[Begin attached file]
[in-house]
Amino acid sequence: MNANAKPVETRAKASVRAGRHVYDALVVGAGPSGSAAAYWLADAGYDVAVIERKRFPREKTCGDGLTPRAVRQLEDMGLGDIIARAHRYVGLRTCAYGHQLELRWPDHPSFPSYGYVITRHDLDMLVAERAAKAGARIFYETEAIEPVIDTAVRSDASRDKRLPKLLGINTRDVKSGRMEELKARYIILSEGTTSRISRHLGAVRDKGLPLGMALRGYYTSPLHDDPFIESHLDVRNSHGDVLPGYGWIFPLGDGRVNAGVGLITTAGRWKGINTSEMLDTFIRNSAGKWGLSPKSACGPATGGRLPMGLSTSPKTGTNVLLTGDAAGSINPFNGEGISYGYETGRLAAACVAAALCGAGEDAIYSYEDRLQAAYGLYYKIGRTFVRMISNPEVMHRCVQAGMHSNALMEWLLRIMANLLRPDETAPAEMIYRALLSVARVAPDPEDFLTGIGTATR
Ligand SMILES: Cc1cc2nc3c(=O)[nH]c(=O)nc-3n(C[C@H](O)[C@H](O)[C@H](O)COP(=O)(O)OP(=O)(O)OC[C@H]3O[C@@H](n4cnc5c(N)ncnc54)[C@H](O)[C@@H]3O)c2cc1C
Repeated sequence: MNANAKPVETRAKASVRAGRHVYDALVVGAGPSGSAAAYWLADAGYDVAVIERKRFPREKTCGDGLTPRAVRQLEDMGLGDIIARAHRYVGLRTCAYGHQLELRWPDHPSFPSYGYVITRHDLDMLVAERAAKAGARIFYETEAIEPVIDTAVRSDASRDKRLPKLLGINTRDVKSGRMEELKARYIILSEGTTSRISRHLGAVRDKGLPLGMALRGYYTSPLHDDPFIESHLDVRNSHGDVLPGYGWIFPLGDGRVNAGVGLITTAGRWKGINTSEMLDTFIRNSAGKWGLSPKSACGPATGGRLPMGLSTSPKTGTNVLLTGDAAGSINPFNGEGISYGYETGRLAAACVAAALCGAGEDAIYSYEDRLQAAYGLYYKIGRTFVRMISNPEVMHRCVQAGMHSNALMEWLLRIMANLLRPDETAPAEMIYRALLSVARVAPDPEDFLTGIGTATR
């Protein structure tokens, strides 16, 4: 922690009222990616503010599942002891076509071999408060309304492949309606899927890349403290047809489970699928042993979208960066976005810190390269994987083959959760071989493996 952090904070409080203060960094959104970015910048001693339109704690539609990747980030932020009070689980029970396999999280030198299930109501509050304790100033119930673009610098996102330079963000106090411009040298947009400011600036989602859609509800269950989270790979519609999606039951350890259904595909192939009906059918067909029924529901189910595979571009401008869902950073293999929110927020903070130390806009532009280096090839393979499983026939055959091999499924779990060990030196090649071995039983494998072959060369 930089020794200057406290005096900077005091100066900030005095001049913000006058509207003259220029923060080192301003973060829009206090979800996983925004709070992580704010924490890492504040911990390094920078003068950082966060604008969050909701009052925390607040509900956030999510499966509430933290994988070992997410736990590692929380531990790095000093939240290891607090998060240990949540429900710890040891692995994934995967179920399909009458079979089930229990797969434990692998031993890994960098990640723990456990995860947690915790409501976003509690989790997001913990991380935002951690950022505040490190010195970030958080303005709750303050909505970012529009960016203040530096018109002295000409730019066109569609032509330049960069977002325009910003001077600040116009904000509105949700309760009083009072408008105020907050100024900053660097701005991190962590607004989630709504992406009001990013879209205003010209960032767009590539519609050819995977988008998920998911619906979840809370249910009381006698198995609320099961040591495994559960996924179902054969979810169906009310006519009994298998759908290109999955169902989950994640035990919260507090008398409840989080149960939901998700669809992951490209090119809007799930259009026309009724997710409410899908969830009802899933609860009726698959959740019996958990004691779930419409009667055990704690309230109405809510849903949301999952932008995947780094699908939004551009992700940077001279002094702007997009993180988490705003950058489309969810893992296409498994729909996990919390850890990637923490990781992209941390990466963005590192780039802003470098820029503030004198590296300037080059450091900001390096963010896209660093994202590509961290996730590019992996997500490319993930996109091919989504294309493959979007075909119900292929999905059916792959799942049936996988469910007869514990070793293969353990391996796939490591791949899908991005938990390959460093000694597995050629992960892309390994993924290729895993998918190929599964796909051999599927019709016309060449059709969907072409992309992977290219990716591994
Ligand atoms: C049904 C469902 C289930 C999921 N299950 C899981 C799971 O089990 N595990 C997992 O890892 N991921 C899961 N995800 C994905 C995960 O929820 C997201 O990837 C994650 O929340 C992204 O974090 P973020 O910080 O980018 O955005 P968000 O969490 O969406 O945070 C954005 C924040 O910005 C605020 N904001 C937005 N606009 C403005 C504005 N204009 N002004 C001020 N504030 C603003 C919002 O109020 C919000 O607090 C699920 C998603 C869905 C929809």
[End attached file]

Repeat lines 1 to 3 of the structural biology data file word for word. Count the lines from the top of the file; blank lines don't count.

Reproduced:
[in-house]
Amino acid sequence: MNANAKPVETRAKASVRAGRHVYDALVVGAGPSGSAAAYWLADAGYDVAVIERKRFPREKTCGDGLTPRAVRQLEDMGLGDIIARAHRYVGLRTCAYGHQLELRWPDHPSFPSYGYVITRHDLDMLVAERAAKAGARIFYETEAIEPVIDTAVRSDASRDKRLPKLLGINTRDVKSGRMEELKARYIILSEGTTSRISRHLGAVRDKGLPLGMALRGYYTSPLHDDPFIESHLDVRNSHGDVLPGYGWIFPLGDGRVNAGVGLITTAGRWKGINTSEMLDTFIRNSAGKWGLSPKSACGPATGGRLPMGLSTSPKTGTNVLLTGDAAGSINPFNGEGISYGYETGRLAAACVAAALCGAGEDAIYSYEDRLQAAYGLYYKIGRTFVRMISNPEVMHRCVQAGMHSNALMEWLLRIMANLLRPDETAPAEMIYRALLSVARVAPDPEDFLTGIGTATR
Ligand SMILES: Cc1cc2nc3c(=O)[nH]c(=O)nc-3n(C[C@H](O)[C@H](O)[C@H](O)COP(=O)(O)OP(=O)(O)OC[C@H]3O[C@@H](n4cnc5c(N)ncnc54)[C@H](O)[C@@H]3O)c2cc1C